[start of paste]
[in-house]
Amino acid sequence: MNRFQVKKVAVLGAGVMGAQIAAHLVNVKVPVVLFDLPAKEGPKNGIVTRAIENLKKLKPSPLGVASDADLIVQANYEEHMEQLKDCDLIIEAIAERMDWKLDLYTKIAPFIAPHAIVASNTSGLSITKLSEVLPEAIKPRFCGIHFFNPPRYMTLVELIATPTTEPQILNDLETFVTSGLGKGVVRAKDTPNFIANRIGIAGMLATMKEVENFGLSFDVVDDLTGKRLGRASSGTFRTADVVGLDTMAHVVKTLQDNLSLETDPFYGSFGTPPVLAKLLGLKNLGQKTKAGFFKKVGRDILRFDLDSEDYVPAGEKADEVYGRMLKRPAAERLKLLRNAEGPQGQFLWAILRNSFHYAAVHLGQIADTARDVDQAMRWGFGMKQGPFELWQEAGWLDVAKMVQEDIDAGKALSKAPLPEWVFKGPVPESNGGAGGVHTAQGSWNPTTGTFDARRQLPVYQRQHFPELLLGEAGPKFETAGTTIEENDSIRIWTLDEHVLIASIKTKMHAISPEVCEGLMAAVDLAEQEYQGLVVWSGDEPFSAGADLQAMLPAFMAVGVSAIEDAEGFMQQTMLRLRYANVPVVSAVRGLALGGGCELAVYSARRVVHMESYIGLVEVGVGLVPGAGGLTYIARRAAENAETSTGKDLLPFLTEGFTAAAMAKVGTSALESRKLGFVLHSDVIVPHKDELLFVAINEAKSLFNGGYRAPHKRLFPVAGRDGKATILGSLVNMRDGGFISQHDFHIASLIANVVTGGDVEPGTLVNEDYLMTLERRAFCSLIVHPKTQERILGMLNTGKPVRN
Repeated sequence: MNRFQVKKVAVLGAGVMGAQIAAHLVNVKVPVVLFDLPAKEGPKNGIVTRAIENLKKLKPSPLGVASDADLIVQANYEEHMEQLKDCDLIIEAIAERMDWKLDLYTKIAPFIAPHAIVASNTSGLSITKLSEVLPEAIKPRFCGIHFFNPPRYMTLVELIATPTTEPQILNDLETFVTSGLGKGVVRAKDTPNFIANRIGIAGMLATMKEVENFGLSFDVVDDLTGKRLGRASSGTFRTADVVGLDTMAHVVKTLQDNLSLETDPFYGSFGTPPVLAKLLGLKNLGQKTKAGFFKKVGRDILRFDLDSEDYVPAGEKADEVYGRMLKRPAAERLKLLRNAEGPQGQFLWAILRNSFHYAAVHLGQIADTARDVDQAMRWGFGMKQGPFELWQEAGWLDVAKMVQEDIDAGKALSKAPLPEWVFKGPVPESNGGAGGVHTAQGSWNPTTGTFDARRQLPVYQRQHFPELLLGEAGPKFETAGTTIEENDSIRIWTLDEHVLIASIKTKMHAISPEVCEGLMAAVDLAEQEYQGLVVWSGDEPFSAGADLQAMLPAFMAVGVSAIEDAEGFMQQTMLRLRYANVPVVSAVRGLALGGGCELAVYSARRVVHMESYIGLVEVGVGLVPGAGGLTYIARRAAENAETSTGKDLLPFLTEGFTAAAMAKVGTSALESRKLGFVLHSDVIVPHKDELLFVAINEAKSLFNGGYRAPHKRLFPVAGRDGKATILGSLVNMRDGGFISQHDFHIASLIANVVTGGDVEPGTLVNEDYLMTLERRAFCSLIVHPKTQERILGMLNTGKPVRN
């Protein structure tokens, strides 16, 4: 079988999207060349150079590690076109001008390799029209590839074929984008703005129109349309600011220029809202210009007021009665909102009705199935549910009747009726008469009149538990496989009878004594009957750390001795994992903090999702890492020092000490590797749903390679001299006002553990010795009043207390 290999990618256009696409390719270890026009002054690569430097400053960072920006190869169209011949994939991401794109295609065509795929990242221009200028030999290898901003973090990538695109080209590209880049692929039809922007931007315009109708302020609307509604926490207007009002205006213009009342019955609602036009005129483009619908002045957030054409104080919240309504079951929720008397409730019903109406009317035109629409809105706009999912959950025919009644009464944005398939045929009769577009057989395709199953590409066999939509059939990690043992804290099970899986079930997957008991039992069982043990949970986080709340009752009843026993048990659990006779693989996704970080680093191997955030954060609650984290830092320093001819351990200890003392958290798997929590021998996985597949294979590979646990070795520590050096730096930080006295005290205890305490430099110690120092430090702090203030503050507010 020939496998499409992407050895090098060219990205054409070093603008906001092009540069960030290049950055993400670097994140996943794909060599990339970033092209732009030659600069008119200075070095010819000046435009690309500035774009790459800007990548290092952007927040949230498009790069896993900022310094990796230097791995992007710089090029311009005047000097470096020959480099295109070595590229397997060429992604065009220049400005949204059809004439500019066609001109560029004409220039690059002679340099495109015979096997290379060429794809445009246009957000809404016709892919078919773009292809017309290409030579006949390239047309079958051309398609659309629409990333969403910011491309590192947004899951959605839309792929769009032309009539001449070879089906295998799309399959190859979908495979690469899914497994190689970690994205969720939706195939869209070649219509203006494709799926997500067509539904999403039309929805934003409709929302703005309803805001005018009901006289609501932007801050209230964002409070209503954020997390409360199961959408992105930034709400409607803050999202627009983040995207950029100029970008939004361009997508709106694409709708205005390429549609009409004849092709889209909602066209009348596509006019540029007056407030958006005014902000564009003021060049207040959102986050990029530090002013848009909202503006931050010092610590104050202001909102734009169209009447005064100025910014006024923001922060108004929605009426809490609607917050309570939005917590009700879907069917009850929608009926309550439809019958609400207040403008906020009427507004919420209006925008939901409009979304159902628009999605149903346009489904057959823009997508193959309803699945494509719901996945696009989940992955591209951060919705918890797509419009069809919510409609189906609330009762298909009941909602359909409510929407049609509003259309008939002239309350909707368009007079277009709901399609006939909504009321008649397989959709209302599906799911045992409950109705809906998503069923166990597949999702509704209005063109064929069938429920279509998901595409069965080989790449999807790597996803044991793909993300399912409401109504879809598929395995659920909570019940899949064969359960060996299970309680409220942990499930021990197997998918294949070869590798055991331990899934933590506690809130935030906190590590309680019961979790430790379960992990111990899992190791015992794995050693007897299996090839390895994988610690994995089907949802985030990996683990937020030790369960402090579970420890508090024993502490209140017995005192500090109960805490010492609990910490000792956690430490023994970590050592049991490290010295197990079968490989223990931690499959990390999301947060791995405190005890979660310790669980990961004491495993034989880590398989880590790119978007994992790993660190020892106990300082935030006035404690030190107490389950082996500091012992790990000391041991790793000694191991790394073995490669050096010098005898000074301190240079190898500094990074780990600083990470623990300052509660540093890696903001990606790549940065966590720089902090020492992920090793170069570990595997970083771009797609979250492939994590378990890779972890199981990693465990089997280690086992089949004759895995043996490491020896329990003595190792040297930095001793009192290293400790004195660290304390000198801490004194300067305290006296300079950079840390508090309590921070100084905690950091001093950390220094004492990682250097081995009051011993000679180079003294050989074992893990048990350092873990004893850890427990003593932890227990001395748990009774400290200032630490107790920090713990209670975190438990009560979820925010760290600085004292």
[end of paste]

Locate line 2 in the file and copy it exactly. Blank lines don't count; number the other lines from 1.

Amino acid sequence: MNRFQVKKVAVLGAGVMGAQIAAHLVNVKVPVVLFDLPAKEGPKNGIVTRAIENLKKLKPSPLGVASDADLIVQANYEEHMEQLKDCDLIIEAIAERMDWKLDLYTKIAPFIAPHAIVASNTSGLSITKLSEVLPEAIKPRFCGIHFFNPPRYMTLVELIATPTTEPQILNDLETFVTSGLGKGVVRAKDTPNFIANRIGIAGMLATMKEVENFGLSFDVVDDLTGKRLGRASSGTFRTADVVGLDTMAHVVKTLQDNLSLETDPFYGSFGTPPVLAKLLGLKNLGQKTKAGFFKKVGRDILRFDLDSEDYVPAGEKADEVYGRMLKRPAAERLKLLRNAEGPQGQFLWAILRNSFHYAAVHLGQIADTARDVDQAMRWGFGMKQGPFELWQEAGWLDVAKMVQEDIDAGKALSKAPLPEWVFKGPVPESNGGAGGVHTAQGSWNPTTGTFDARRQLPVYQRQHFPELLLGEAGPKFETAGTTIEENDSIRIWTLDEHVLIASIKTKMHAISPEVCEGLMAAVDLAEQEYQGLVVWSGDEPFSAGADLQAMLPAFMAVGVSAIEDAEGFMQQTMLRLRYANVPVVSAVRGLALGGGCELAVYSARRVVHMESYIGLVEVGVGLVPGAGGLTYIARRAAENAETSTGKDLLPFLTEGFTAAAMAKVGTSALESRKLGFVLHSDVIVPHKDELLFVAINEAKSLFNGGYRAPHKRLFPVAGRDGKATILGSLVNMRDGGFISQHDFHIASLIANVVTGGDVEPGTLVNEDYLMTLERRAFCSLIVHPKTQERILGMLNTGKPVRN